draped across his lap. This surprising figure of Ares is also represented without armor,except for his spear,which is preserved uncharacteristically only in a narrowridge of marble aroundwhich he hooks his left ankle.The rest of this spear,which must have passed between his elbows and behind his head, was represented in paint.32 Remarkabletoo is the posture of this Pheidian war god who, instead of sitting anxiously forward on the edge of his stool, as in the earlierrepresentations discussed above, rocks back on his seat while grasping his upraised right knee in his tightly interlocked fingers.This does not appearto be a static or relaxedpose, as both of the god's feet are off the ground. His precariousbalance is maintained only by the shifting equilibrium between his upper body leaning backward and his arms reaching forward to grasp his right knee, while his left leg is anchored about his spear. For generations, scholars have interpreted this unusual pose as a development from the restive posture of earlier seated figures of Ares, such as that on the Oltos kylix.33 This, they say,is the impatient and restlesswar god, forced to inaction against his will, who would rather rush into murderous battle than sit quietly in order to watch a parade. As such, he may be compared to other figures who adopt this uncommon pose. For instance, on a large fragment of an early South Italian red-figured krater in Heidelberg, of ca. 380 B.C. and attributed to the Sarpedon Painter (Fig. 15.2), Patroklosis shown in front of the monumental "tent"of Achilles (here represented as an Ionic naiskos) in an identical seated pose that A similar pose is may suggest his unwilling absence from the Trojanwar.34 adopted by one of the idle heroes, eager perhaps for another battle to begin, on the famous red-figured calyx-krater in Paris that is dated ca. 450 B.C.and is attributedto the Niobid Painter;M. Denoyelle has recently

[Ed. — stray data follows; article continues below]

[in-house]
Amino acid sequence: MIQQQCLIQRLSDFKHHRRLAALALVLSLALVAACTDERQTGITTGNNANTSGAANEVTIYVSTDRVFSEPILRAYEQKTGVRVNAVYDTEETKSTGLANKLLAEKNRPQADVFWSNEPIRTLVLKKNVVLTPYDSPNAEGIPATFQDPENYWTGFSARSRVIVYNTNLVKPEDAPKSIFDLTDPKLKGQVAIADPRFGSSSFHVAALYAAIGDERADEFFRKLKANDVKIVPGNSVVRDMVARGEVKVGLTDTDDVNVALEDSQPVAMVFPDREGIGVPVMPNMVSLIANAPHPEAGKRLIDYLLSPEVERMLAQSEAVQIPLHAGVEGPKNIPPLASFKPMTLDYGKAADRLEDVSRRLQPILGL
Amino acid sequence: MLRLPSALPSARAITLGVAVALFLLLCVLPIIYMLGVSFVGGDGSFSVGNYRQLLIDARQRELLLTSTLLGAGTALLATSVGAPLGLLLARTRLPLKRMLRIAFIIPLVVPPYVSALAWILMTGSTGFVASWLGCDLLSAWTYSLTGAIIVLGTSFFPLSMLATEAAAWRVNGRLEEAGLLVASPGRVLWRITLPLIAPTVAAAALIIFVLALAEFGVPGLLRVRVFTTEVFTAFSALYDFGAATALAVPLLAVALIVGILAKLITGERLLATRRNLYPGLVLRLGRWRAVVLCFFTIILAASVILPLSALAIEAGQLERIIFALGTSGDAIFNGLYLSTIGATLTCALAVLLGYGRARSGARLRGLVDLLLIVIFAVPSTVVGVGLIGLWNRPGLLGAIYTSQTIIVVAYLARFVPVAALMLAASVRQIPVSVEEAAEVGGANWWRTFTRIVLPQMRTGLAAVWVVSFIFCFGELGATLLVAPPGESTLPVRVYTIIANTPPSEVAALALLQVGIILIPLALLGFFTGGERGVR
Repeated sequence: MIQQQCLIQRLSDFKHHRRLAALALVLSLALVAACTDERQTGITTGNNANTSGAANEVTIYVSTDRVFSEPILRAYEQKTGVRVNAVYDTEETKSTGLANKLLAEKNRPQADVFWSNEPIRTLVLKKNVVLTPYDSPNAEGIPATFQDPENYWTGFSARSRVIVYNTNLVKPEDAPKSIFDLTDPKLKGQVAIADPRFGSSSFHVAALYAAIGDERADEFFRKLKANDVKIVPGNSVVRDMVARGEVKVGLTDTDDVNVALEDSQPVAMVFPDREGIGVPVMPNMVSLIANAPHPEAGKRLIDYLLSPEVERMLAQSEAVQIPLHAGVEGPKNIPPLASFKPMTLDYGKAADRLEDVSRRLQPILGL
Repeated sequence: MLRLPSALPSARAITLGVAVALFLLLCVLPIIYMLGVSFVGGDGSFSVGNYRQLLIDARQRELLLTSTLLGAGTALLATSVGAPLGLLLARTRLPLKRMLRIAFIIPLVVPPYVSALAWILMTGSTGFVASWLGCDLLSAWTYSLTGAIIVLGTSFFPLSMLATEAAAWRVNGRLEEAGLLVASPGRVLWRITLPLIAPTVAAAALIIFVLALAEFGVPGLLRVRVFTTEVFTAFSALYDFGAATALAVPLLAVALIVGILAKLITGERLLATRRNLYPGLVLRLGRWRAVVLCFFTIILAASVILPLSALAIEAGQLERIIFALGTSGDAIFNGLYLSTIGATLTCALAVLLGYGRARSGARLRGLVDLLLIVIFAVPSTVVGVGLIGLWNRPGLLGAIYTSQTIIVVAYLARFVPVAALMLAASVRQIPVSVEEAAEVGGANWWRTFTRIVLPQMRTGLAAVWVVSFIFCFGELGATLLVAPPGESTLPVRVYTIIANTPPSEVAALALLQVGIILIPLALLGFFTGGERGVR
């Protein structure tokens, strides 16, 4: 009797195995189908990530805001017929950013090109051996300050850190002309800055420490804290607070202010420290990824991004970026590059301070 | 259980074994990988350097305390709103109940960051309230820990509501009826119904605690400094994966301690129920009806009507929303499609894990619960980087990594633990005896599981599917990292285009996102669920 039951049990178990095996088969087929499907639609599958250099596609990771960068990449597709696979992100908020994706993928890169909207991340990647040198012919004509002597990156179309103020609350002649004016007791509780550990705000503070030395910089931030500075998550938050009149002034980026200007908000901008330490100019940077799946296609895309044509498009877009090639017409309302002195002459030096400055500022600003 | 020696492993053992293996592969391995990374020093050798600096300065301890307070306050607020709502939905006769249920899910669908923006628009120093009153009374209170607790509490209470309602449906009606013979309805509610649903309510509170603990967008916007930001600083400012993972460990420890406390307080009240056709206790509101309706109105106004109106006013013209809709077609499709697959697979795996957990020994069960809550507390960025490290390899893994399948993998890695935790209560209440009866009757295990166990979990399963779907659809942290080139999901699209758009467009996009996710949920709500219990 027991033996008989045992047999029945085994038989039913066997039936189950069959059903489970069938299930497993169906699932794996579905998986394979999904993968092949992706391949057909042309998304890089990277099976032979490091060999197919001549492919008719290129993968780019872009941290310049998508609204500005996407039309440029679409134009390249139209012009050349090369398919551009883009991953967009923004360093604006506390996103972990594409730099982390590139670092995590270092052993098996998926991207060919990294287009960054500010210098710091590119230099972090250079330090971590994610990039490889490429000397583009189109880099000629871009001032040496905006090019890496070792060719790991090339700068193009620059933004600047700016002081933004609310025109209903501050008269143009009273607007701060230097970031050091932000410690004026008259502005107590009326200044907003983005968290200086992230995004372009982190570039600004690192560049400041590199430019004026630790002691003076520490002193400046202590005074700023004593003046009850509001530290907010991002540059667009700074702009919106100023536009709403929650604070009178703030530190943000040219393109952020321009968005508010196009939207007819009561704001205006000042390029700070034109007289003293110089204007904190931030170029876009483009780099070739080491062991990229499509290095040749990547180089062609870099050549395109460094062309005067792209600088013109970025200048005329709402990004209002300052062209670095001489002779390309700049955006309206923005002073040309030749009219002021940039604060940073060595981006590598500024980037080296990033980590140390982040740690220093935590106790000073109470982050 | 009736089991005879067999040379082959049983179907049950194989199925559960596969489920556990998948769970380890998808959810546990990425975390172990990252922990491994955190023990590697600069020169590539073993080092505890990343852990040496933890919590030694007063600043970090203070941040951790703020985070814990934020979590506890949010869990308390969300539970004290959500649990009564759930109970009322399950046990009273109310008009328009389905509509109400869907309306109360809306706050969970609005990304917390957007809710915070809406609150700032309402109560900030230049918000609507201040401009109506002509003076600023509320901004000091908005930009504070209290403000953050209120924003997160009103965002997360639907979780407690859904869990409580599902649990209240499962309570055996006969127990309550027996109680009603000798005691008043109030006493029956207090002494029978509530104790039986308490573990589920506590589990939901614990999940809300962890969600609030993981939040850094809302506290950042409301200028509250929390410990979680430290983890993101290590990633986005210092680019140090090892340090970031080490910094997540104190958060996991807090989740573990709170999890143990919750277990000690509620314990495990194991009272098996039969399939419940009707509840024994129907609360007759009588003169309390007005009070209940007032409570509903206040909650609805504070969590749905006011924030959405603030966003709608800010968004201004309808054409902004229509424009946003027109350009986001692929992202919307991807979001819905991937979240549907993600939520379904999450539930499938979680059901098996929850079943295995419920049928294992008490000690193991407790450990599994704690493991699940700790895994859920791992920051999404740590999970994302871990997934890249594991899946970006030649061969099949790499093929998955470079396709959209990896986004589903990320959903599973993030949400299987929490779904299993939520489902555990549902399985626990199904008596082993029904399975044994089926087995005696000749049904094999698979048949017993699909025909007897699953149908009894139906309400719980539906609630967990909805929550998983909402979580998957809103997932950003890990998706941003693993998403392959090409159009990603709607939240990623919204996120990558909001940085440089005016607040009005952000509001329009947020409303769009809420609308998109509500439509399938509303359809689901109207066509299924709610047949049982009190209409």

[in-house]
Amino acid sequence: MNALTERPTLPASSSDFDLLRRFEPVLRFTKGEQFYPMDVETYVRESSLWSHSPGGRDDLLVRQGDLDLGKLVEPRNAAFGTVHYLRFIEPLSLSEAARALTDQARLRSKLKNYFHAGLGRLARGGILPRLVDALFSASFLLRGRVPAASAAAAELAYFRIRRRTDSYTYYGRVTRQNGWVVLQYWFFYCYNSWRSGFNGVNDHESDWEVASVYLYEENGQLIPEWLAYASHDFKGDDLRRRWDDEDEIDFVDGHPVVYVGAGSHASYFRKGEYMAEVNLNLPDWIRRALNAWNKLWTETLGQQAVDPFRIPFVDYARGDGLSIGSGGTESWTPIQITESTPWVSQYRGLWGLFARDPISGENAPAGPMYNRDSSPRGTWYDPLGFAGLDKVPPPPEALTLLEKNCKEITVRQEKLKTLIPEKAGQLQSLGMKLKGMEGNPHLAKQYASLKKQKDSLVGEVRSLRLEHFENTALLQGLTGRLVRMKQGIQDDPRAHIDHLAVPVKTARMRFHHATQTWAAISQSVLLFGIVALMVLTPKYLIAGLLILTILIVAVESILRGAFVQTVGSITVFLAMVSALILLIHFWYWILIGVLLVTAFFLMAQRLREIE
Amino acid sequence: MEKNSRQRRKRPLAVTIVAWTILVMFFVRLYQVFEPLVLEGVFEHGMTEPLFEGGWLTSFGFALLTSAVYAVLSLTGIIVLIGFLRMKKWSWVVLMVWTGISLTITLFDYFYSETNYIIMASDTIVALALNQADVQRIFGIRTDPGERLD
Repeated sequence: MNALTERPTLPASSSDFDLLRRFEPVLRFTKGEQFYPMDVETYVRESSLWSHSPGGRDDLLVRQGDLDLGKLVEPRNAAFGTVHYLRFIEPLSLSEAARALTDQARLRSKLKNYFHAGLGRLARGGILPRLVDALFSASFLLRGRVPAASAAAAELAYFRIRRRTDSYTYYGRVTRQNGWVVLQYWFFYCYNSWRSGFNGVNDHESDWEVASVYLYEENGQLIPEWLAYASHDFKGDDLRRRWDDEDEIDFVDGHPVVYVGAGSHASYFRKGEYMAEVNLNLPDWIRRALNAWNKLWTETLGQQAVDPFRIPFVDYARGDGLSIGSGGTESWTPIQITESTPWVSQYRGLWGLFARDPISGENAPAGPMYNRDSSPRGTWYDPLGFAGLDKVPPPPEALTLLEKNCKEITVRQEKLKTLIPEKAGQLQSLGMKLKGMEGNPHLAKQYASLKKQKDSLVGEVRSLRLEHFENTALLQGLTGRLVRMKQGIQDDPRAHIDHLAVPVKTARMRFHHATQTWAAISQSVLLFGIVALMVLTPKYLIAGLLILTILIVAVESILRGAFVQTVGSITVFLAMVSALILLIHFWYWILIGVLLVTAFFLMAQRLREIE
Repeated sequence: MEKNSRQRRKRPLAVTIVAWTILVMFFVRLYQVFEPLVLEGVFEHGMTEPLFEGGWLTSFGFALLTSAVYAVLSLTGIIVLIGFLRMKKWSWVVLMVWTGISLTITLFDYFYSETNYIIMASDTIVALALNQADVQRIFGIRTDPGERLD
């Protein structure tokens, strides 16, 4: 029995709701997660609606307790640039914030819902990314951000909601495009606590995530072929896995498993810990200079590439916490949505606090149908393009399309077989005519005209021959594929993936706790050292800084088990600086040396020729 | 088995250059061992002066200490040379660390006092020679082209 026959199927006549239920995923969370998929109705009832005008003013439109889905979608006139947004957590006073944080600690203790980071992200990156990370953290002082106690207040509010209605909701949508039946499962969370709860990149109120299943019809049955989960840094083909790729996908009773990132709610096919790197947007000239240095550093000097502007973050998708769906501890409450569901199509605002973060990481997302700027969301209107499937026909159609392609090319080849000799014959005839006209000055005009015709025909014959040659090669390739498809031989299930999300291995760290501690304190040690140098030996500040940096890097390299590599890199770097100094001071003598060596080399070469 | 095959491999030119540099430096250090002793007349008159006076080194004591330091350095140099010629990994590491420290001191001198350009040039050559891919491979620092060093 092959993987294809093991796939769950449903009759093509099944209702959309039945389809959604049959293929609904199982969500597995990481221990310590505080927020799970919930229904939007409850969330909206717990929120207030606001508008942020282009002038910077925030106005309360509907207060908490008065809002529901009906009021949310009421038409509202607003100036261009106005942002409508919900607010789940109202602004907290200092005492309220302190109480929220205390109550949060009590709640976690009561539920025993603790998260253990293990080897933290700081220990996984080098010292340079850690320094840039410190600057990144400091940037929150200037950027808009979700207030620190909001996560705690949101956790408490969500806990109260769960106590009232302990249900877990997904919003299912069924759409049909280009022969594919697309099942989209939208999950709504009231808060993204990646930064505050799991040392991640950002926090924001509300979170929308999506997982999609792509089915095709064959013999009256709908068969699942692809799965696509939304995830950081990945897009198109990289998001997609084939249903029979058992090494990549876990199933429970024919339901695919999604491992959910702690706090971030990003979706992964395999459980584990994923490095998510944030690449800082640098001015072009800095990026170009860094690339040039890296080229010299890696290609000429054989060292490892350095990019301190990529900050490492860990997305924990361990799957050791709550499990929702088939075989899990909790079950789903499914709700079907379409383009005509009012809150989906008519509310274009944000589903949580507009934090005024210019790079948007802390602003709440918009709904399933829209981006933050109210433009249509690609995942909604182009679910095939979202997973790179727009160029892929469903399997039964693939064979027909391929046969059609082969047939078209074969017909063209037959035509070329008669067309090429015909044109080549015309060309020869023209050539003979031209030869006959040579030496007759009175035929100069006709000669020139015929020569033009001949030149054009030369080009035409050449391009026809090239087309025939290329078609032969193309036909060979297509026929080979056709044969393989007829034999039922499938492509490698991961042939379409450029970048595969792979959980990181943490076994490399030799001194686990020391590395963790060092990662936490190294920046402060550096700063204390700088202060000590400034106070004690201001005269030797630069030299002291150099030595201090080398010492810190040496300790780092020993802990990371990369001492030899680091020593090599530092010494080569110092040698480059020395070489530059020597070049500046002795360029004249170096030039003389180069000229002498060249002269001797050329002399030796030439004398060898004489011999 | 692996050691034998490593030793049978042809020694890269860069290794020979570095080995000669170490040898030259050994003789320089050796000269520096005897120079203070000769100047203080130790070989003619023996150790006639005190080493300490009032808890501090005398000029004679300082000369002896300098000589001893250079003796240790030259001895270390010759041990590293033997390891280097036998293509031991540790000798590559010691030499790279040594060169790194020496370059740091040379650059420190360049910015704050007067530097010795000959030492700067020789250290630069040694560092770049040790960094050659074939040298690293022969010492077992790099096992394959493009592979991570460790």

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Figure15.3. Peirithoosseatedin the ca. 450 B.C. underworld; calyx-krater, (Paris,Musee du LouvreG 341).